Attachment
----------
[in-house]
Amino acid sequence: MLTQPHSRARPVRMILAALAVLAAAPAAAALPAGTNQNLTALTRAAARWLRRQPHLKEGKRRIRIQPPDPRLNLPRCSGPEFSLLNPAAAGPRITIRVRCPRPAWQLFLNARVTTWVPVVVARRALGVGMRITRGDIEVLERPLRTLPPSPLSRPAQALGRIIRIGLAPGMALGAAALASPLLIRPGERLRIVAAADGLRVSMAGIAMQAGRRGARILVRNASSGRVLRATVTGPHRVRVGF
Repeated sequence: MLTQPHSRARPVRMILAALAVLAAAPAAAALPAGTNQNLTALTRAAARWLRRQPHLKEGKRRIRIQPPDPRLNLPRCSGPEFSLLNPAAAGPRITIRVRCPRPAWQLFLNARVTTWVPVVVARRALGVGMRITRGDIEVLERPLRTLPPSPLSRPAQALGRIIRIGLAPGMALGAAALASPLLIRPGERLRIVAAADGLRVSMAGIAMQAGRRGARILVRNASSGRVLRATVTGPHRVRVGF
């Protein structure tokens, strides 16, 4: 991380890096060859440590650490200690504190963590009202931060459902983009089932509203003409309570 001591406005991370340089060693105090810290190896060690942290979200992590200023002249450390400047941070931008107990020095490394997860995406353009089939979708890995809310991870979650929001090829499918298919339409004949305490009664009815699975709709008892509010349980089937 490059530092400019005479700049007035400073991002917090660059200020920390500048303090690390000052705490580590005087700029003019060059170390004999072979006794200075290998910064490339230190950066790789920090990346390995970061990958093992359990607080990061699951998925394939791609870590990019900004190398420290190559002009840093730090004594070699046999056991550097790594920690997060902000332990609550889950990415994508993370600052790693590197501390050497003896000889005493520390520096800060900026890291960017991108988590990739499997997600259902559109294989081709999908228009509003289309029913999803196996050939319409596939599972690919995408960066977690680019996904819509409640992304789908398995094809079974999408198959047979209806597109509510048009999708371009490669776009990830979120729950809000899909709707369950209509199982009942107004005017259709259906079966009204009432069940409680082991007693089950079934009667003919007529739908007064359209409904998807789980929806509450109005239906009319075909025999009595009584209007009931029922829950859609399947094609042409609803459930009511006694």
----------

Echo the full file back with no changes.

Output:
[in-house]
Amino acid sequence: MLTQPHSRARPVRMILAALAVLAAAPAAAALPAGTNQNLTALTRAAARWLRRQPHLKEGKRRIRIQPPDPRLNLPRCSGPEFSLLNPAAAGPRITIRVRCPRPAWQLFLNARVTTWVPVVVARRALGVGMRITRGDIEVLERPLRTLPPSPLSRPAQALGRIIRIGLAPGMALGAAALASPLLIRPGERLRIVAAADGLRVSMAGIAMQAGRRGARILVRNASSGRVLRATVTGPHRVRVGF
Repeated sequence: MLTQPHSRARPVRMILAALAVLAAAPAAAALPAGTNQNLTALTRAAARWLRRQPHLKEGKRRIRIQPPDPRLNLPRCSGPEFSLLNPAAAGPRITIRVRCPRPAWQLFLNARVTTWVPVVVARRALGVGMRITRGDIEVLERPLRTLPPSPLSRPAQALGRIIRIGLAPGMALGAAALASPLLIRPGERLRIVAAADGLRVSMAGIAMQAGRRGARILVRNASSGRVLRATVTGPHRVRVGF
């Protein structure tokens, strides 16, 4: 991380890096060859440590650490200690504190963590009202931060459902983009089932509203003409309570 001591406005991370340089060693105090810290190896060690942290979200992590200023002249450390400047941070931008107990020095490394997860995406353009089939979708890995809310991870979650929001090829499918298919339409004949305490009664009815699975709709008892509010349980089937 490059530092400019005479700049007035400073991002917090660059200020920390500048303090690390000052705490580590005087700029003019060059170390004999072979006794200075290998910064490339230190950066790789920090990346390995970061990958093992359990607080990061699951998925394939791609870590990019900004190398420290190559002009840093730090004594070699046999056991550097790594920690997060902000332990609550889950990415994508993370600052790693590197501390050497003896000889005493520390520096800060900026890291960017991108988590990739499997997600259902559109294989081709999908228009509003289309029913999803196996050939319409596939599972690919995408960066977690680019996904819509409640992304789908398995094809079974999408198959047979209806597109509510048009999708371009490669776009990830979120729950809000899909709707369950209509199982009942107004005017259709259906079966009204009432069940409680082991007693089950079934009667003919007529739908007064359209409904998807789980929806509450109005239906009319075909025999009595009584209007009931029922829950859609399947094609042409609803459930009511006694």